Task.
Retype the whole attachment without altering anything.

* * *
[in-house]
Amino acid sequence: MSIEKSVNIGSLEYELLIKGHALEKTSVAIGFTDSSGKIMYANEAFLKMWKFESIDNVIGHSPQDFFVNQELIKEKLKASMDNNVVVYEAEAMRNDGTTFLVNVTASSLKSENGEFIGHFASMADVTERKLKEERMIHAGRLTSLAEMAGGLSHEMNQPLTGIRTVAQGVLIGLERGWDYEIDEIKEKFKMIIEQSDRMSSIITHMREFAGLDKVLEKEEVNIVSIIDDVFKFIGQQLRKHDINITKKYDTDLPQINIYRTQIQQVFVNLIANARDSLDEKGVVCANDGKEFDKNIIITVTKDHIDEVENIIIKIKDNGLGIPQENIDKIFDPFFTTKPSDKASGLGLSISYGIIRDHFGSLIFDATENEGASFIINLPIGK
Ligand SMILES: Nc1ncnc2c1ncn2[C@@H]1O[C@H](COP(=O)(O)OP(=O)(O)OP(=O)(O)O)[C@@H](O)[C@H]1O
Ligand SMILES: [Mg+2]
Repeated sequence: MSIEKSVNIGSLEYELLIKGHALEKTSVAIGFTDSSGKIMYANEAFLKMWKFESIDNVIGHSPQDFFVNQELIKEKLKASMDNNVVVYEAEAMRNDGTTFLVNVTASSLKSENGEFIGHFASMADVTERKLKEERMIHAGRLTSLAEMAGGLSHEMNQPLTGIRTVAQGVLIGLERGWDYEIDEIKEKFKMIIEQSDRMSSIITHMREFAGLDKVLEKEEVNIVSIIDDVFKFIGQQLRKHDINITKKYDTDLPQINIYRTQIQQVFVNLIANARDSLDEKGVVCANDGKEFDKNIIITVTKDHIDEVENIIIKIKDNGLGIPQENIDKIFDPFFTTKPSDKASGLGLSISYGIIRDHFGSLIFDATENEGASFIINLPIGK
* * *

[in-house]
Amino acid sequence: MSIEKSVNIGSLEYELLIKGHALEKTSVAIGFTDSSGKIMYANEAFLKMWKFESIDNVIGHSPQDFFVNQELIKEKLKASMDNNVVVYEAEAMRNDGTTFLVNVTASSLKSENGEFIGHFASMADVTERKLKEERMIHAGRLTSLAEMAGGLSHEMNQPLTGIRTVAQGVLIGLERGWDYEIDEIKEKFKMIIEQSDRMSSIITHMREFAGLDKVLEKEEVNIVSIIDDVFKFIGQQLRKHDINITKKYDTDLPQINIYRTQIQQVFVNLIANARDSLDEKGVVCANDGKEFDKNIIITVTKDHIDEVENIIIKIKDNGLGIPQENIDKIFDPFFTTKPSDKASGLGLSISYGIIRDHFGSLIFDATENEGASFIINLPIGK
Ligand SMILES: Nc1ncnc2c1ncn2[C@@H]1O[C@H](COP(=O)(O)OP(=O)(O)OP(=O)(O)O)[C@@H](O)[C@H]1O
Ligand SMILES: [Mg+2]
Repeated sequence: MSIEKSVNIGSLEYELLIKGHALEKTSVAIGFTDSSGKIMYANEAFLKMWKFESIDNVIGHSPQDFFVNQELIKEKLKASMDNNVVVYEAEAMRNDGTTFLVNVTASSLKSENGEFIGHFASMADVTERKLKEERMIHAGRLTSLAEMAGGLSHEMNQPLTGIRTVAQGVLIGLERGWDYEIDEIKEKFKMIIEQSDRMSSIITHMREFAGLDKVLEKEEVNIVSIIDDVFKFIGQQLRKHDINITKKYDTDLPQINIYRTQIQQVFVNLIANARDSLDEKGVVCANDGKEFDKNIIITVTKDHIDEVENIIIKIKDNGLGIPQENIDKIFDPFFTTKPSDKASGLGLSISYGIIRDHFGSLIFDATENEGASFIINLPIGK